(6) Remove the hypertrophied lateral tissue.

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CODING INFORMATION

Code 11750 is most commonly reported when partial avulsion and matricectomy are performed for permanent nail removal. Although simple avulsion without matricectomy is not advocated, some practitioners continue to perform the technique and should report 11730 or 11730 and 11732.

 

CPT® Code

Description

2002 Average 50th Percentile Fee

 

11730*

Avulsion of a single nail plate, partial or complete, simple

$120

11732

Avulsion of each additional nail plate

$75

11750

Excision of nail and nail matrix, partial or complete

$345

11765

Wedge excision of skin of nail fold

$189

 

CPT® is a trademark of the American Medical Association.

   

INSTRUMENT AND MATERIALS ORDERING

The Freer septum elevator, bandage scissors or nail splitters, and hemostats are available from surgical supply stores or instrument dealers. Disposable surgical slippers are available from surgical supply houses. Matricectomy electrodes and electrosurgical equipment are available from Ellman International, Hewlett, NY (phone: 800-835-5355; http://www.ellman.com). A suggested anesthesia tray that can be used for this procedure is listed in Appendix G.

BIBLIOGRAPHY

Appenheimer AT. Treatment of ingrown toenail. Patient Care 1987;21:119–125.

Brown JS. Minor surgery: a text and atlas. London: Chapman & Hall, 1997:224–235.

Ceilley RI, Collison DW. Matricectomy. J Dermatol Surg Oncol 1992;18:728–734.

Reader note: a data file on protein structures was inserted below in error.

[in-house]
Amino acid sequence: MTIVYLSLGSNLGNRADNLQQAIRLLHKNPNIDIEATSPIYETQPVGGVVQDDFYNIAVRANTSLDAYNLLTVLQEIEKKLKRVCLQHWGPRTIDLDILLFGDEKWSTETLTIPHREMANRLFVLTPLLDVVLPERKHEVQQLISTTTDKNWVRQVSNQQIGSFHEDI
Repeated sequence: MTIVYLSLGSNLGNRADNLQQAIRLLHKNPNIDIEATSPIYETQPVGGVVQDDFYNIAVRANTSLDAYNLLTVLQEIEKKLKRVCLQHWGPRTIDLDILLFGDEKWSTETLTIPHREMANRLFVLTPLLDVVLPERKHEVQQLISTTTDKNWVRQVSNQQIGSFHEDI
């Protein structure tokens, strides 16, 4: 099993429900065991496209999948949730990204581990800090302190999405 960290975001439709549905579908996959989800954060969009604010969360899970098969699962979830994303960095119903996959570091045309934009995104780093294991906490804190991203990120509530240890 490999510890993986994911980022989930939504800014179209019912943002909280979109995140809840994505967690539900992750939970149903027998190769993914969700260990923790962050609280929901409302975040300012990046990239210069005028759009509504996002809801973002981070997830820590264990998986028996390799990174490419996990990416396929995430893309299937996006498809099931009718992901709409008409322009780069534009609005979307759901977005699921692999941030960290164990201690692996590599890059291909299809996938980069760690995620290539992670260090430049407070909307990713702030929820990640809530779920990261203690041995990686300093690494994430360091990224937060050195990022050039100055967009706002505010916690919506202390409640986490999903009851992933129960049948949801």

Clark RE, Madani S, Bettencourt MS. Nail surgery. Dermatol Clin 1998;16:145–164.

Clark RE, Tope WD. Nail surgery. In: Wheeland RG, ed. Cutaneous surgery. Philadelphia: WB Saunders, 1994:375–402.

Daniel CR 3rd. Basic nail plate avulsion. J Dermatol Surg Oncol 1992;18:685–688.

Gillette RD. Practical management of ingrown toenails. Postgrad Med 1988;84:145–146, 151–153, 156–158.

Hettinger DF, Valinsky MS, Nuccio G, et al. Nail matrixectomies using radio wave technique. J Am Podiatr Med Assoc 1991;81:317–321.

Leahy AL, Timon CI, Craig A, et al. Ingrowing toenails: improving treatment. Surgery 1990;107:566–567.

Onumah N, Scher RK. Nail surgery. Emedicine September 18, 2002. Available at http://www.emedicine.com/derm/topic818.htm

Quill G, Myerson M. A guide to office treatment of ingrown toenails. Hosp Med 1994; 30: 51–54.

Zuber TJ, Pfenninger JL. Management of ingrown toenails. Am Fam Physician 1995;52: 181–188.

Zuber TJ. Ingrown toenail removal. Am Fam Physician 2002;65:2547–2550, 2551–2552, 2554, 2557–2558.

Zuber TJ. Office procedures. The AAFP collection of quick reference guides for family physicians. Kansas City: American Academy of Family Physicians, 1998:123–130.